A registry to document the treatment of uterine fibroids and outcome of patients has been established at the Duke Clinical Research Institute (DCRI) in Durham, N.C. The DCRI will be the research and data coordination center for a five year project enrolling more than 10,000 women at nine medical centers in the United States.
The objective of the study is to determine which procedures provide the greatest benefit to women with uterine fibroids. Current treatments to be evaluated are hysterectomy, myomectomy, endometrial ablation, radiofrequency ablation, uterine artery embolization, and MR-guided focused ultrasound (MRG-FUS). Patients enrolled in the study must have a documented diagnosis of uterine fibroids, be older than age 18, and still have menstrual periods. Participants will be asked specific questions on an annual basis about the treatments they received and how well the treatments are working for them. Studies using registry data will focus on symptom relief, reproductive effects, and effectiveness among different patient subgroups. Researchers at DCRI will begin an analysis of patients starting 36 months after their initial treatment.
The registry is called Comparing Options for Management: Patient-Centered Results for Uterine Fibroids (COMPARE-UF). It was funded in 2013 with a $20 million funding award from the Patient-Centered Outcomes Research Institute (PCORI) in partnership with the Agency for Healthcare Research and Quality (AHRQ). Enrollment sites include the Mayo Clinic Collaborative Network, University of California Fibroid Network, Henry Ford Health System, University of Mississippi Medical Center, Inova Health Systems, and the Department of Defense Clinical Consortium. The University of Michigan will become an enrollment site later in 2016.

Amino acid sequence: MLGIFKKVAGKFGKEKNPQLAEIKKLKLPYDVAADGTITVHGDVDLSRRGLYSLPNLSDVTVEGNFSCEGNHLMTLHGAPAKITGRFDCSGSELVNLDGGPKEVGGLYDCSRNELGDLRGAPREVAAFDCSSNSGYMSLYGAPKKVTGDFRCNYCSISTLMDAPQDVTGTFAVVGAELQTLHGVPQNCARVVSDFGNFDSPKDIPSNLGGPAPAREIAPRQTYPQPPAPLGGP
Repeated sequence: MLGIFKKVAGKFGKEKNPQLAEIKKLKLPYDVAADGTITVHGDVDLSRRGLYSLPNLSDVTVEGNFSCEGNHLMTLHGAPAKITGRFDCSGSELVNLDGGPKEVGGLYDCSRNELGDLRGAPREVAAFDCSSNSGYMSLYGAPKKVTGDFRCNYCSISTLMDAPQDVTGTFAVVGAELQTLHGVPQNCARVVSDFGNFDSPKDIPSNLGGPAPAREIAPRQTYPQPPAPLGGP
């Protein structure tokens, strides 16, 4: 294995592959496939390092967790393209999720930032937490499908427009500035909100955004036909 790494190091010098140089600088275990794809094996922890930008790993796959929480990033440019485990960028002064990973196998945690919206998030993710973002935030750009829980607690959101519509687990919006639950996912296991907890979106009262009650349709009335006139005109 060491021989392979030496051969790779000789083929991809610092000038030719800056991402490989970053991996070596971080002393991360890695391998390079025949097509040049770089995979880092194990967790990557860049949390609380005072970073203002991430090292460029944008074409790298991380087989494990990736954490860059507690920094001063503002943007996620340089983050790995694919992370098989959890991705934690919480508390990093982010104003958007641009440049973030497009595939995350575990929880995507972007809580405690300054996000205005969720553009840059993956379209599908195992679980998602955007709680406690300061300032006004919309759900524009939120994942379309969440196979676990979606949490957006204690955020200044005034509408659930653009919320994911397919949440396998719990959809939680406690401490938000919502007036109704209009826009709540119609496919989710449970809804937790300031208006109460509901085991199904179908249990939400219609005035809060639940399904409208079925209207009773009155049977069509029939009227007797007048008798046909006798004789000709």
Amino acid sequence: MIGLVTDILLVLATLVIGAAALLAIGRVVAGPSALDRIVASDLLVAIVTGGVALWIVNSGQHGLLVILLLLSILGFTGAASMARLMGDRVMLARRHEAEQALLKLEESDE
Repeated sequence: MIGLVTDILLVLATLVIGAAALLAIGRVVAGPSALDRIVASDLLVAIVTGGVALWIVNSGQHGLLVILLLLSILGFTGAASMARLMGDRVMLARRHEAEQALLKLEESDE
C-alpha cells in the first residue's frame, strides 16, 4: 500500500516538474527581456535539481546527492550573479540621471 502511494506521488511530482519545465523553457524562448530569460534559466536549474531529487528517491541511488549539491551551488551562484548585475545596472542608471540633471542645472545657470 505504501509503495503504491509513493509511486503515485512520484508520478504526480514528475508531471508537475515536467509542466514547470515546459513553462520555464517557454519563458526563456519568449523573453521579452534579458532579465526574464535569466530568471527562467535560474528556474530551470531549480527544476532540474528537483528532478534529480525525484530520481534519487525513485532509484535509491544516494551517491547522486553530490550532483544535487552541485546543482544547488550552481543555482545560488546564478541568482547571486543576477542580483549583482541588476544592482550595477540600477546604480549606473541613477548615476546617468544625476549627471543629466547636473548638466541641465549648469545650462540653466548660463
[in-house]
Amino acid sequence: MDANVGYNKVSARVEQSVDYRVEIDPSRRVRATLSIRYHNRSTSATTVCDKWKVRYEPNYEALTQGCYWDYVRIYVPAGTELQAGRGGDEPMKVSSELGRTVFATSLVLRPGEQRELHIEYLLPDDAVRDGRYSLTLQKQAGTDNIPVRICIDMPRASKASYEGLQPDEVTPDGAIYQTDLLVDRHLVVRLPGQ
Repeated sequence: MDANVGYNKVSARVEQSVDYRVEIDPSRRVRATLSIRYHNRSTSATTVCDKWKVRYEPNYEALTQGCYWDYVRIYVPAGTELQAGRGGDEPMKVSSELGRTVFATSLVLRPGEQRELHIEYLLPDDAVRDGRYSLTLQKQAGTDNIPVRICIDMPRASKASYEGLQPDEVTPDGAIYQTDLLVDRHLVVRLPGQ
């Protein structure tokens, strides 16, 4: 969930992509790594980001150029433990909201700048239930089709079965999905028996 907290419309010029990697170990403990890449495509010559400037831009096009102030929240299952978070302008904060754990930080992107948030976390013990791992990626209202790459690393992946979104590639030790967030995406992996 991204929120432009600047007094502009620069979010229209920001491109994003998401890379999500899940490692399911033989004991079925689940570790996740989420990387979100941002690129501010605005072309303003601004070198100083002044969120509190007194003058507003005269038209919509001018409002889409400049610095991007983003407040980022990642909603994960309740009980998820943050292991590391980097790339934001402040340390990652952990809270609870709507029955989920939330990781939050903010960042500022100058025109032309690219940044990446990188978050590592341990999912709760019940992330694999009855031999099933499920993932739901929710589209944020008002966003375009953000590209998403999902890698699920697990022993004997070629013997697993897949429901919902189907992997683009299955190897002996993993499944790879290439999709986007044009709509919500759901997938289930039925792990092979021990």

Principal investigator Evan Myers, MD, a professor of obstetrics and gynecology at Duke University School of Medicine commented that uterine fibroids “affect up to 75% of women to varying degrees and is the leading cause of hysterectomies in the country - yet we don’t know which treatment works best for a given patient. Patients have clearly stated they wanted these questions answered, but preferred a registry to randomized trials, particularly because hysterectomy is one of the current options.”Back To Top
Treatment registry for uterine fibroids established at Duke. Appl Radiol.